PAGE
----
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Native cutthroat trout restoration project continuing in Southwest Colorado
CPW News Release
DURANGO, Colo. – Restoration of native Colorado River cutthroat trout in the Hermosa Creek area north of Durango is entering its final phase, Colorado Parks and Wildlife has announced.

On July 24-25, Colorado Parks and Wildlife will treat sections of the main stem of Hermosa Creek and East Hermosa Creek to eliminate non-native fish. The restoration project is a partnership effort of CPW and the San Juan National Forest, with assistance from the Five Rivers Chapter of Trout Unlimited.

“Restoration of native cutthroat trout is a priority for Colorado Parks and Wildlife and this is a real milestone in the state’s Colorado River cutthroat trout recovery program,” said John Alves, senior aquatic biologist for CPW. “The project was started more than 25 years ago on East Hermosa Creek. In another year nearly 30 miles in four interconnected streams will be home to Colorado River cutthroat trout. This is one of the largest native cutthroat trout restoration projects in Colorado.”

CPW has been working on cutthroat trout restoration projects throughout the state for years. Restoration work is done to assure that native trout remain a sustainable and important part of Colorado’s natural environment.

Rotenone, an organic chemical that is used throughout the world for fish management projects, will be applied to the water. Another chemical is added to neutralize the Rotenone at the terminus of the treatment area. The two areas to be treated are: Hermosa Creek below Hotel Draw Creek to just below the confluence with East Hermosa Creek and on East Hermosa Creek from the barrier below the falls to just below the confluence.

The treated areas will be void of fish until next summer. After the spring run-off in 2019, CPW biologists will check the streams to assure non-native trout have been eliminated if none are found, Colorado River cutthroats will be stocked next summer.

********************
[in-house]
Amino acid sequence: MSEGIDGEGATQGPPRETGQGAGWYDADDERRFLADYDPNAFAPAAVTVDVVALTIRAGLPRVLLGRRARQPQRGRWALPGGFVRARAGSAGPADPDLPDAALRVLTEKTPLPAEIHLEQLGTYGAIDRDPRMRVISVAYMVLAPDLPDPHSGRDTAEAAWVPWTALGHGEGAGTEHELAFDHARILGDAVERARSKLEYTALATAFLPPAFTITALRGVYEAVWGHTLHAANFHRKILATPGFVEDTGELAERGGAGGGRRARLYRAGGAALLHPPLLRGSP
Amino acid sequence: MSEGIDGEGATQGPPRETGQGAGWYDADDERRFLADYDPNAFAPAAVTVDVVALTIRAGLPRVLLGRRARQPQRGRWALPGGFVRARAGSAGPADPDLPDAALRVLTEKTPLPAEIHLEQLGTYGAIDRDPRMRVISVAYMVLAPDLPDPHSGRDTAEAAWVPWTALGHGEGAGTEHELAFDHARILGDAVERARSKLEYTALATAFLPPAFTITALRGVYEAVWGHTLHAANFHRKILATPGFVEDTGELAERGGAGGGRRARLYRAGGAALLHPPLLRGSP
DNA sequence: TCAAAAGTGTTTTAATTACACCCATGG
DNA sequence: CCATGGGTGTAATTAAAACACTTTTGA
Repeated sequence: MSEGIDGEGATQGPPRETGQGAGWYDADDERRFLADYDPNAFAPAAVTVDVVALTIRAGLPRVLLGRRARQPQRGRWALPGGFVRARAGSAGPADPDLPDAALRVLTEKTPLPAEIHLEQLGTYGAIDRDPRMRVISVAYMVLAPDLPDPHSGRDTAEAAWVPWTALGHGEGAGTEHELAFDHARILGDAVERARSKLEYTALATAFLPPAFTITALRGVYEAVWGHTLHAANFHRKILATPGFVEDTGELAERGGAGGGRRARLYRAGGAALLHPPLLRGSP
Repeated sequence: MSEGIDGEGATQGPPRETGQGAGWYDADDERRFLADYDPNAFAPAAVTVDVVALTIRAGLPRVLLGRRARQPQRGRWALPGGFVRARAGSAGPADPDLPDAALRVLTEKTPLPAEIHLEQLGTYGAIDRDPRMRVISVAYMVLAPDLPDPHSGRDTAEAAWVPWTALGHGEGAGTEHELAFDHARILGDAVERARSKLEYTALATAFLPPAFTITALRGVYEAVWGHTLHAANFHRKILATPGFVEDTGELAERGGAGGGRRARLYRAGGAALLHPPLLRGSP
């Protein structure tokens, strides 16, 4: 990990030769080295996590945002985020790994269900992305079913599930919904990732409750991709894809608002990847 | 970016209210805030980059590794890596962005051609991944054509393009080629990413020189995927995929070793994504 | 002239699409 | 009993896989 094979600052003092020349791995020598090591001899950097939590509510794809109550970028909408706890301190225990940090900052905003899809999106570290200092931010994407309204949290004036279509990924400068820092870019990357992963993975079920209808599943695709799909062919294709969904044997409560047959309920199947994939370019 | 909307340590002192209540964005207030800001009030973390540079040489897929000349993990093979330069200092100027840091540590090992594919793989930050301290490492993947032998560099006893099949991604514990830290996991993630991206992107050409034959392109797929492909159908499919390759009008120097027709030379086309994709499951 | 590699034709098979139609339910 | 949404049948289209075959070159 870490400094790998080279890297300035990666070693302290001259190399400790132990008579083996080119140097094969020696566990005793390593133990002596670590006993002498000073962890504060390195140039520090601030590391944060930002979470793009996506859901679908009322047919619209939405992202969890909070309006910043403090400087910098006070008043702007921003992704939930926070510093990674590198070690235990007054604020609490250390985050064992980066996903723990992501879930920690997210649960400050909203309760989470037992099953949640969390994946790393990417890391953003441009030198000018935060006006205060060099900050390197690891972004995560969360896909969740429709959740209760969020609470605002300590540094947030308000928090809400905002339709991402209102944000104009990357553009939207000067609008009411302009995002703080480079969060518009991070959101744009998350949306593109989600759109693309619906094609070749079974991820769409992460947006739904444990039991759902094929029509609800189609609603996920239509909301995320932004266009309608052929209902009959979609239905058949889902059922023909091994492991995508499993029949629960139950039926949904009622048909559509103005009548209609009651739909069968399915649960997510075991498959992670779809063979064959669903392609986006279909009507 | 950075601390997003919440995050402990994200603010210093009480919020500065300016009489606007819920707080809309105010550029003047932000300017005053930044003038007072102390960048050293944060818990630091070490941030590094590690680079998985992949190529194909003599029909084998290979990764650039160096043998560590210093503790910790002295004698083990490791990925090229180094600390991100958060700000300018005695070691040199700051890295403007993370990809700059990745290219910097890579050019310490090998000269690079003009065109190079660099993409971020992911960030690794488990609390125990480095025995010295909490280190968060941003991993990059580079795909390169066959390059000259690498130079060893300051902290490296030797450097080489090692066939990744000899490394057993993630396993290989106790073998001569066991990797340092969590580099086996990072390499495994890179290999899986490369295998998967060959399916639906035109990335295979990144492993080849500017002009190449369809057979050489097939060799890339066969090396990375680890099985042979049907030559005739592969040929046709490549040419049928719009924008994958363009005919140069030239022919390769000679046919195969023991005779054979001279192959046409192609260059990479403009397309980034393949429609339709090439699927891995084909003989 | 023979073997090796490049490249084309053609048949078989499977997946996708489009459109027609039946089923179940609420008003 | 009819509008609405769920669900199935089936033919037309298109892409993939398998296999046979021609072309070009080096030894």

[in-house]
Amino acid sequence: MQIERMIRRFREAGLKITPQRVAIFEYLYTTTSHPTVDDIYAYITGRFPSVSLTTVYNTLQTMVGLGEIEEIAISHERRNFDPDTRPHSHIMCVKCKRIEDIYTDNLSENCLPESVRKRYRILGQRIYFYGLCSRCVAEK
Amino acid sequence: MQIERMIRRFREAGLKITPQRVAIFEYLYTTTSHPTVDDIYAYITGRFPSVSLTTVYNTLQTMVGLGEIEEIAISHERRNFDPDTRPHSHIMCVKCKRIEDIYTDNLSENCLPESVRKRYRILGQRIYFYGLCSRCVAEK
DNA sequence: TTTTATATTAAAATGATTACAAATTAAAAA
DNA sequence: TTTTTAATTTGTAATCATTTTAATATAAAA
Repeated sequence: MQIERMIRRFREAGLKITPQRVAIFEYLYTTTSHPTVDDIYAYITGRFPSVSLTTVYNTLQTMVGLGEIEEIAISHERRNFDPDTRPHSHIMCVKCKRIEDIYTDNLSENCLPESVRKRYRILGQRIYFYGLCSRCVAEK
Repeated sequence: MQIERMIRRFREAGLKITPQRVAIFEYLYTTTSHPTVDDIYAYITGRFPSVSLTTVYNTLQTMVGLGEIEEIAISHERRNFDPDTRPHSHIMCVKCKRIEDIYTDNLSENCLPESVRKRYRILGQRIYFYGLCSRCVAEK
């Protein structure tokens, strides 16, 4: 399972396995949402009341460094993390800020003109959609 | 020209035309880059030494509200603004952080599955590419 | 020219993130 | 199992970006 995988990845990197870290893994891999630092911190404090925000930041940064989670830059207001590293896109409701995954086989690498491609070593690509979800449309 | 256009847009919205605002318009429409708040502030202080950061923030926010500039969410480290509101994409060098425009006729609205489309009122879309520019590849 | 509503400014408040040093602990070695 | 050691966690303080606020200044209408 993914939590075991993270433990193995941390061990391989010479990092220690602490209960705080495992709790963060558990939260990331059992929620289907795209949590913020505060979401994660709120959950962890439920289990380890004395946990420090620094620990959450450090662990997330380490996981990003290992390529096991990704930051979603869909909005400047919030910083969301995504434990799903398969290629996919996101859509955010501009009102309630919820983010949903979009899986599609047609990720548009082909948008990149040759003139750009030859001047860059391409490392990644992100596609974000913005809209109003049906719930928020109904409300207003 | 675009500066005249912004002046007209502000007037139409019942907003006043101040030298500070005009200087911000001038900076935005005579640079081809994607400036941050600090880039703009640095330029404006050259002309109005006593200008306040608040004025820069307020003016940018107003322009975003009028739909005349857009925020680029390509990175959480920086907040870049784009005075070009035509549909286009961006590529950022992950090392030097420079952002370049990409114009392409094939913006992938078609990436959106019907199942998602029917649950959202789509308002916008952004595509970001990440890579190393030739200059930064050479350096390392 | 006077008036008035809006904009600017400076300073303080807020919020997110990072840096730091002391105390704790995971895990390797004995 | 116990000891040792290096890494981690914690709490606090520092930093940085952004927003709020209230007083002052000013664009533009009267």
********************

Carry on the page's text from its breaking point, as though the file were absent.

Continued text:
During the treatment operation, anglers can fish above Hotel Draw and above the waterfall on East Hermosa Creek. The Hermosa Creek Trail has been closed because of the 416 Fire, so the creek below the confluence is inaccessible at this time. Plenty of fishing is also available nearby on Lime Creek and Cascade Creek.

Native cutthroat trout are restored in headwater streams where the water is pristine and free of whirling disease. Pure native cutthroat trout are not stocked in major rivers because they cannot compete with established rainbow and brown trout populations.

As part of the restoration project, the U.S. Forest Service has constructed three barriers which prevent non-native fish from migrating upstream. The agency has also done extensive habitat restoration work along Hermosa Creek.

In the sections that have already been reclaimed, the native trout are thriving. A survey completed in 2017 showed that more than 400 fish per mile inhabit Hermosa Creek. All cutthroat fishing in the area is catch-and-release and by fly and lure only.

To learn more about CPW’s work to restore native cutthroat trout throughout the state, go to: